Credit: Amaury Gutierrez

Aris Kian – In Texas We Pop Prayers like Pills

“... we know the rhythm of decorum, Abbott licking the blood from his palms before the press calls.”

Hide them beneath our tongues and swear like Hell we’ll swallow. God sends flood waters to wash the backlog still lodged in our throats; when did you last choke on a new name? A new face? A tsunami of apologies and talk show chatter – the matter of each life weighed in scales, bottom dollar hanging in the balance. I’ve learned to master my own unpersoning, that leadened tethering, to get from one edge of the day to the next. A child is laid to rest and the barrel of the gun is given an hour-long segment. I know the syntax mishap, that bumbling blame, the grammar gamble of headline games. We toss the fault like a life raft, counting the points at the polls in the morning. More kids die, and we bury the all lives rhetoric with them. We’re sedated with distance; our sobs fading behind the clamor of interstate traffic. We don’t ask for tragedy, but we trust it to be punctual, pressed-collar and tucked at the hem; we know the rhythm of decorum, Abbott licking the blood from his palms before the press calls. He hands out prayers in a plastic cup, and the police get a billion for the performance of public safety. Gutted spectacle, cursed praise dance, every prayer still stuck to the pink of his tongue, we can spell Amen in the cracks of his hands.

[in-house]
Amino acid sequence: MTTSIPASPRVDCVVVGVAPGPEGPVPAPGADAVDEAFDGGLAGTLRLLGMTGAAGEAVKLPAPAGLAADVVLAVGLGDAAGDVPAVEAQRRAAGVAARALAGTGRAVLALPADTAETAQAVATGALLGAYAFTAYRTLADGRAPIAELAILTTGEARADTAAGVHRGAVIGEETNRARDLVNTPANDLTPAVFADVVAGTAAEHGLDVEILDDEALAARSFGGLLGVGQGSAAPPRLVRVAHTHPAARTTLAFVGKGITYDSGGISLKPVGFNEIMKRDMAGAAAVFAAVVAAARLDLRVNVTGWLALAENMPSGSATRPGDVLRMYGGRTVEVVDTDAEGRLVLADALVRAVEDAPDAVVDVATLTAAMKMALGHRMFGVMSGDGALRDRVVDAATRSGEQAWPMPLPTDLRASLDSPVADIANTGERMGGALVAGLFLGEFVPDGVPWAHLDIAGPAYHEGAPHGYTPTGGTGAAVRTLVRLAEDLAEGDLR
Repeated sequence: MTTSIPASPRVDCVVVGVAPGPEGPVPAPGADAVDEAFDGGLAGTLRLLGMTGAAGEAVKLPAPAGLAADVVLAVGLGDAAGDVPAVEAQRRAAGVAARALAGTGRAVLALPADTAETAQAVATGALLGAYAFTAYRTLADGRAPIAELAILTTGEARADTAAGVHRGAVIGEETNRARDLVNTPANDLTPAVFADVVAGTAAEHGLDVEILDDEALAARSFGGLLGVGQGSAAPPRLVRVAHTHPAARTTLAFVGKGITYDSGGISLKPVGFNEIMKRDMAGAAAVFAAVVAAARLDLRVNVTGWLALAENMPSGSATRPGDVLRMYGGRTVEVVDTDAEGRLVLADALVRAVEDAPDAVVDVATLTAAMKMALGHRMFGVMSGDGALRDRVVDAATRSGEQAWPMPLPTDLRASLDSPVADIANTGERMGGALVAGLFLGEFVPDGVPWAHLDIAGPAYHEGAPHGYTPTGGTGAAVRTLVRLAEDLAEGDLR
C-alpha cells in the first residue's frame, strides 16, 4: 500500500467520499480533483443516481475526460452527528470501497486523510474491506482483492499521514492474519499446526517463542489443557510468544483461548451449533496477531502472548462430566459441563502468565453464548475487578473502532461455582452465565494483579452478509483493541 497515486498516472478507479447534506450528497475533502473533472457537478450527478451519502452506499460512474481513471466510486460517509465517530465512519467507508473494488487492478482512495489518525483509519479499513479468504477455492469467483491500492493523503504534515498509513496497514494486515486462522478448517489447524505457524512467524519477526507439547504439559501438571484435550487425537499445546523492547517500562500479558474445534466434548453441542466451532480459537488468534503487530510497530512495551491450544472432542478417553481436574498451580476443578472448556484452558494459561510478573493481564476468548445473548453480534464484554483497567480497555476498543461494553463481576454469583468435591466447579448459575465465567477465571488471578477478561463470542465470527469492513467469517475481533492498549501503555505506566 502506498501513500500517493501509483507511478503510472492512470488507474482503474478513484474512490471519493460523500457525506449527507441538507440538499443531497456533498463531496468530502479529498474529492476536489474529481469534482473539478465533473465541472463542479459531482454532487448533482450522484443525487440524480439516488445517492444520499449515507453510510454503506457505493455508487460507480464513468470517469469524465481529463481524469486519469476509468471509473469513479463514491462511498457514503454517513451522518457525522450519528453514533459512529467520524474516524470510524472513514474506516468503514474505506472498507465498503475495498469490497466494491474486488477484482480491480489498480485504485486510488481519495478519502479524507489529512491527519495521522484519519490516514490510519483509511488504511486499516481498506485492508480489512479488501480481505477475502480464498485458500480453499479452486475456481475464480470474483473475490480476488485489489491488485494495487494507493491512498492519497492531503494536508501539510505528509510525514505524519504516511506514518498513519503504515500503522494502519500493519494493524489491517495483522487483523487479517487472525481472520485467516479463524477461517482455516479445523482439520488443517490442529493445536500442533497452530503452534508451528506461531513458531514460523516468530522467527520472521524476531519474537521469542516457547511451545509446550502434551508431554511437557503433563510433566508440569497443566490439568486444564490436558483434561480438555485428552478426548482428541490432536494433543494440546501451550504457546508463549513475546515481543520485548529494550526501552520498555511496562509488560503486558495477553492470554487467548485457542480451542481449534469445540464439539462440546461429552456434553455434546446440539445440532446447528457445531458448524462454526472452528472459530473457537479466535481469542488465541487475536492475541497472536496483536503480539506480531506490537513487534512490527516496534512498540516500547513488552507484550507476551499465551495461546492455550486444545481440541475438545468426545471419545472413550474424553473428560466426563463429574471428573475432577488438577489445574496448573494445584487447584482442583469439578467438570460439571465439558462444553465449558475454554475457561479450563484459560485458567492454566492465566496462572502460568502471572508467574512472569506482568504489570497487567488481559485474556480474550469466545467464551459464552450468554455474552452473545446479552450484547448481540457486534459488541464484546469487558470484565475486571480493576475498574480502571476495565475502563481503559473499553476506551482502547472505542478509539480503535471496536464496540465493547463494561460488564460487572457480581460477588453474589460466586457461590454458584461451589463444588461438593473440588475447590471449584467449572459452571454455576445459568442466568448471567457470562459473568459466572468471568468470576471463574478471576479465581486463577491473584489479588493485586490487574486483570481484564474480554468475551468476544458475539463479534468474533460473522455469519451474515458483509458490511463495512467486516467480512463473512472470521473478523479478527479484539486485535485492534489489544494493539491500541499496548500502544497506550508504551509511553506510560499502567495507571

Notes from the author:

This poem is in response to the Robb Elementary School shooting in Uvalde, Texas. The poem interrogates our ability to do nothing but offer condolences — the instinct for Texas leaders to skirt accountability. There’s an absurdity to the piece, an uncanny familiarity with discomfort, which is how it feels to live in Texas and to come across new headlines, how it seems like this state is a hub for every violence. I’m interested in how we navigate conversations around murder, gun use and media coverage interwoven in our day-to-day, how we’ve grown to drown out these conversations, how humdrum it becomes, like a daily commute. This poem begins with the idea of prayer, but ultimately focuses on the blood of children and loved ones on our leaders’ hands.

Aris Kian is a Houston enthusiast and a student of abolition. Her poems are published with The West Review, Obsidian Lit, Write About Now and elsewhere. She engages with the socio-emotional landscape of the metropolitan city in her poems and hates taking the 610 West Loop. She ranks #10 in the 2020 Women of the World Poetry Slam and is the 2022 recipient of the Inprint Marion Barthelme Prize in Creative Writing.

Section: Arts
Topic: Guns
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